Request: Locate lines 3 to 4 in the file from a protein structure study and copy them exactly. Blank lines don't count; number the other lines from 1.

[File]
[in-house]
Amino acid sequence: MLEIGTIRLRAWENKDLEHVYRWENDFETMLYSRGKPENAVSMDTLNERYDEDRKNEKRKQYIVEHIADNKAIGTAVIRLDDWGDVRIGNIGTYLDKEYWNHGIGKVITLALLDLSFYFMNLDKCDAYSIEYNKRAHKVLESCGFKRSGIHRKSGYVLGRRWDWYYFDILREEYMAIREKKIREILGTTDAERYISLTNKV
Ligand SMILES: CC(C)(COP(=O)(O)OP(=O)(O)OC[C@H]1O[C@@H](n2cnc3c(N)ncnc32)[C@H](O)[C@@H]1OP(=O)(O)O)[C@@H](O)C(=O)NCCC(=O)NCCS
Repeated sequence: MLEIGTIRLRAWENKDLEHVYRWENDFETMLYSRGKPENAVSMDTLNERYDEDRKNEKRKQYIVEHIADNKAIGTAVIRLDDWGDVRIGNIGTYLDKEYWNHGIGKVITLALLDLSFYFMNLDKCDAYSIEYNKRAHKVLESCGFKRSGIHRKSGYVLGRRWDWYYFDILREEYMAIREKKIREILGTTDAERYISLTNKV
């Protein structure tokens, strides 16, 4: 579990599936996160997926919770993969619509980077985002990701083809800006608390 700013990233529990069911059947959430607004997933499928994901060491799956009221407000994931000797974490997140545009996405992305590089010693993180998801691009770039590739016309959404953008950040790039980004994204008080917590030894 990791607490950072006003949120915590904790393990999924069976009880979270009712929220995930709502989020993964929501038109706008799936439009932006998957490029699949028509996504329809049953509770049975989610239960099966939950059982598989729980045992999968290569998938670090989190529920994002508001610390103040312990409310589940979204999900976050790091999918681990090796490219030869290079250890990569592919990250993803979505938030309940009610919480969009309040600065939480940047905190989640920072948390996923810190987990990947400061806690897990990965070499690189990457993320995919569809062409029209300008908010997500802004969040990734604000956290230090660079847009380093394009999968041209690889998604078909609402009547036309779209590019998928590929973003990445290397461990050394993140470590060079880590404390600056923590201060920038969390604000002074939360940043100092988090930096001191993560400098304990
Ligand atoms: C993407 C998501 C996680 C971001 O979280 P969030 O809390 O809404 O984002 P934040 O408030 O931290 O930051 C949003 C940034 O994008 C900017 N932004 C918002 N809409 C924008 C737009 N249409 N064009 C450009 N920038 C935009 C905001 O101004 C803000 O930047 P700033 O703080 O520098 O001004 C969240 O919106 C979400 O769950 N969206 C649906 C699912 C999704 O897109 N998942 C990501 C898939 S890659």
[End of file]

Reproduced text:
Ligand SMILES: CC(C)(COP(=O)(O)OP(=O)(O)OC[C@H]1O[C@@H](n2cnc3c(N)ncnc32)[C@H](O)[C@@H]1OP(=O)(O)O)[C@@H](O)C(=O)NCCC(=O)NCCS
Repeated sequence: MLEIGTIRLRAWENKDLEHVYRWENDFETMLYSRGKPENAVSMDTLNERYDEDRKNEKRKQYIVEHIADNKAIGTAVIRLDDWGDVRIGNIGTYLDKEYWNHGIGKVITLALLDLSFYFMNLDKCDAYSIEYNKRAHKVLESCGFKRSGIHRKSGYVLGRRWDWYYFDILREEYMAIREKKIREILGTTDAERYISLTNKV